Questions tagged [syncopated-perfect]

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3 votes
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Is Nescibat valid for Nesciēbat?

Encountered the word nescibat in a text where other version of the same text reads nesciebat. I'm not sure if nescibat is a valid spelling variant [there are legitimate different spellings between ...
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3 votes
0 answers

How do we know how -iī and -iit perfects were stressed?

The question Are there exceptions to the Latin stress rules? has an answer by Joel Derfner saying that the first-person singular perfect forms dormiī, audiī, veniī (for dormīvī, audīvī, venīvī) have ...
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2 votes
2 answers

Do contracted perfects have long or short vowels?

Many verbs have a suffix -v- in the perfect tense, which tends to disappear (or "contract" or "syncopate") before the ending: amā- > amāvisti > amāsti "you loved", audī- > audīvisti > audīsti "you ...
  • 57.9k
4 votes
1 answer

Understanding "audieritis" in Psalm 94

Consider the following excerpt from Psalm 94 in the Vulgate. Hódie, si vocem eius audiéritis, nolíte obduráre corda vestra, sicut in exacerbatióne secúndum diem tentatiónis in desérto: ubi ...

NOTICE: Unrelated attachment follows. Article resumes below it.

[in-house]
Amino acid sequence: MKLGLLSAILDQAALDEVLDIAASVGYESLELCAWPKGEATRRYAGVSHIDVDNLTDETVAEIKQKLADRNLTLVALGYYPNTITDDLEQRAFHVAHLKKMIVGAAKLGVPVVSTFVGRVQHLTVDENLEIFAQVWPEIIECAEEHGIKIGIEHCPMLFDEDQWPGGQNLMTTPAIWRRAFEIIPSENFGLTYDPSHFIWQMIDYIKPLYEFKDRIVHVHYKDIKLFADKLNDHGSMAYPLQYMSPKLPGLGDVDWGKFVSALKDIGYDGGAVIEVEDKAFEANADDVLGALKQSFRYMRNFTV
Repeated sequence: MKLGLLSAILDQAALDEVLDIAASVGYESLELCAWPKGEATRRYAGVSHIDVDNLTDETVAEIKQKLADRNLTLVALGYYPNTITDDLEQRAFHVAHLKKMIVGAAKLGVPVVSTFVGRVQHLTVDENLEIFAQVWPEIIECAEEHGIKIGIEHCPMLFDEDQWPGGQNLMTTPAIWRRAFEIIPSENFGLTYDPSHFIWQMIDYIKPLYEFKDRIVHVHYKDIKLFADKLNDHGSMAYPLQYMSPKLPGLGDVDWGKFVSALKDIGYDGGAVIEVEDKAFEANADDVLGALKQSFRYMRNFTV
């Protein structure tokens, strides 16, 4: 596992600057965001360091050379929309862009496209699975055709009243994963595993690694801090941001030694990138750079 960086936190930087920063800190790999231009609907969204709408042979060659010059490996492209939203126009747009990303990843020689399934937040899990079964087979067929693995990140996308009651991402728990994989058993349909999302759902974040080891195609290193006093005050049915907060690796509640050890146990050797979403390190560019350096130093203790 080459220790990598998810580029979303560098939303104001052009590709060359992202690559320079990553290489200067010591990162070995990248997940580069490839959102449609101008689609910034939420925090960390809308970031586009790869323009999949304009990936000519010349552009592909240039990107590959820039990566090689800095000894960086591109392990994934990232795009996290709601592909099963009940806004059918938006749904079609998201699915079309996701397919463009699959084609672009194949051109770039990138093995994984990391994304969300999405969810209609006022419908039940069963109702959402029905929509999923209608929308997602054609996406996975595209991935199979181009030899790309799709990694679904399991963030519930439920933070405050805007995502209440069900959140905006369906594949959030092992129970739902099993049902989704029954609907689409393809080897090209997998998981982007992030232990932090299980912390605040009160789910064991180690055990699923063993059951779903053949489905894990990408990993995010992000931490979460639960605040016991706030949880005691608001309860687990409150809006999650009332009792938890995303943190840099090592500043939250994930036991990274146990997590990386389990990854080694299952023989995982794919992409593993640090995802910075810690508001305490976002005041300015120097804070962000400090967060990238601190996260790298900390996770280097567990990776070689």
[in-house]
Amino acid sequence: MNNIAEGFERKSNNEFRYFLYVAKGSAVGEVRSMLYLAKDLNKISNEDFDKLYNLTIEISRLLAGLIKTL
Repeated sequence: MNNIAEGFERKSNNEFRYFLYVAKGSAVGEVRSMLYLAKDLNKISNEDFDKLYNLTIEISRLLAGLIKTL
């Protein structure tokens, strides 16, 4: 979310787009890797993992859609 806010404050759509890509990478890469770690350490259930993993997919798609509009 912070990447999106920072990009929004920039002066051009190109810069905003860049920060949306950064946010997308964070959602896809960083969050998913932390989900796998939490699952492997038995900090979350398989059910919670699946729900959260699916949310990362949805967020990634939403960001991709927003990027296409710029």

7 votes
1 answer

When did unsyncopated forms become archaic?

I'd always learned that the regular way to say "you loved" was amāvisti, with the "syncopated" version amāsti being poetic and uncommon. However, Unbrutal_Russian says differently (with good ...
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7 votes
3 answers

Can I contract with an irregular perfect stem in v?

I know that if I have a regular first conjugation verb, I can contract some forms. For example, amavisti and amaverunt can become amasti and amarunt, and I have come across such forms repeatedly. Can ...
10 votes
1 answer

Contracted perfect and historical infinitive

The present infinitive is sometimes used as a predicate in a past tense sentence. The use context is similar to praesens historicum. My grammar gives two examples: Nihil Galli respondere, sed in ...